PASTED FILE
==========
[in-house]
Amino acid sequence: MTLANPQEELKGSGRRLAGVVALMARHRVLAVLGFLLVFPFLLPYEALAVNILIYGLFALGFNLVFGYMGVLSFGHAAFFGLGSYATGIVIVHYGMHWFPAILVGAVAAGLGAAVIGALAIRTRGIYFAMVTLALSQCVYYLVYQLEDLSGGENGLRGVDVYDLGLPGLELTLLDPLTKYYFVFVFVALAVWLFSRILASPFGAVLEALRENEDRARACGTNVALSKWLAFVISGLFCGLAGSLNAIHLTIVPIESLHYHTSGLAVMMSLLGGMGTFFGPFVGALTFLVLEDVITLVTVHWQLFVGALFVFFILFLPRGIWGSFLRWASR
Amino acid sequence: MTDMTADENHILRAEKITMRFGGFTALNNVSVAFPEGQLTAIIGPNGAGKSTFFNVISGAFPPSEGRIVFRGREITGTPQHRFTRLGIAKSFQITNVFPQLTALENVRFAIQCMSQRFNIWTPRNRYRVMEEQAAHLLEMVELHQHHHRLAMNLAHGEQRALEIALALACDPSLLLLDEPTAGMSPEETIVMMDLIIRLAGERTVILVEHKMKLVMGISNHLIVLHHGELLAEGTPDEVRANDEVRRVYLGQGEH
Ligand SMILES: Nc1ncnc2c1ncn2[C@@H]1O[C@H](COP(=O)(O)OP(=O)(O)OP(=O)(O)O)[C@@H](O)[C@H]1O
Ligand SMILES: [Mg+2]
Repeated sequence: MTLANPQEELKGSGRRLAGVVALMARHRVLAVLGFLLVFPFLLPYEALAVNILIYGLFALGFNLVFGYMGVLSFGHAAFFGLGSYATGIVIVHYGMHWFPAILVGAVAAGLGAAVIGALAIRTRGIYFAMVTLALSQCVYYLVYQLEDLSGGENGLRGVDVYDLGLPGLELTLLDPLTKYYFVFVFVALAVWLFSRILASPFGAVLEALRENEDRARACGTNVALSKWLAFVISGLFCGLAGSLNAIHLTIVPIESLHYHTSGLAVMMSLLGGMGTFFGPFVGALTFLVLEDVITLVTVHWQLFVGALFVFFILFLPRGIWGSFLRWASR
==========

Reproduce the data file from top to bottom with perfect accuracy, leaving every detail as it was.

[in-house]
Amino acid sequence: MTLANPQEELKGSGRRLAGVVALMARHRVLAVLGFLLVFPFLLPYEALAVNILIYGLFALGFNLVFGYMGVLSFGHAAFFGLGSYATGIVIVHYGMHWFPAILVGAVAAGLGAAVIGALAIRTRGIYFAMVTLALSQCVYYLVYQLEDLSGGENGLRGVDVYDLGLPGLELTLLDPLTKYYFVFVFVALAVWLFSRILASPFGAVLEALRENEDRARACGTNVALSKWLAFVISGLFCGLAGSLNAIHLTIVPIESLHYHTSGLAVMMSLLGGMGTFFGPFVGALTFLVLEDVITLVTVHWQLFVGALFVFFILFLPRGIWGSFLRWASR
Amino acid sequence: MTDMTADENHILRAEKITMRFGGFTALNNVSVAFPEGQLTAIIGPNGAGKSTFFNVISGAFPPSEGRIVFRGREITGTPQHRFTRLGIAKSFQITNVFPQLTALENVRFAIQCMSQRFNIWTPRNRYRVMEEQAAHLLEMVELHQHHHRLAMNLAHGEQRALEIALALACDPSLLLLDEPTAGMSPEETIVMMDLIIRLAGERTVILVEHKMKLVMGISNHLIVLHHGELLAEGTPDEVRANDEVRRVYLGQGEH
Ligand SMILES: Nc1ncnc2c1ncn2[C@@H]1O[C@H](COP(=O)(O)OP(=O)(O)OP(=O)(O)O)[C@@H](O)[C@H]1O
Ligand SMILES: [Mg+2]
Repeated sequence: MTLANPQEELKGSGRRLAGVVALMARHRVLAVLGFLLVFPFLLPYEALAVNILIYGLFALGFNLVFGYMGVLSFGHAAFFGLGSYATGIVIVHYGMHWFPAILVGAVAAGLGAAVIGALAIRTRGIYFAMVTLALSQCVYYLVYQLEDLSGGENGLRGVDVYDLGLPGLELTLLDPLTKYYFVFVFVALAVWLFSRILASPFGAVLEALRENEDRARACGTNVALSKWLAFVISGLFCGLAGSLNAIHLTIVPIESLHYHTSGLAVMMSLLGGMGTFFGPFVGALTFLVLEDVITLVTVHWQLFVGALFVFFILFLPRGIWGSFLRWASR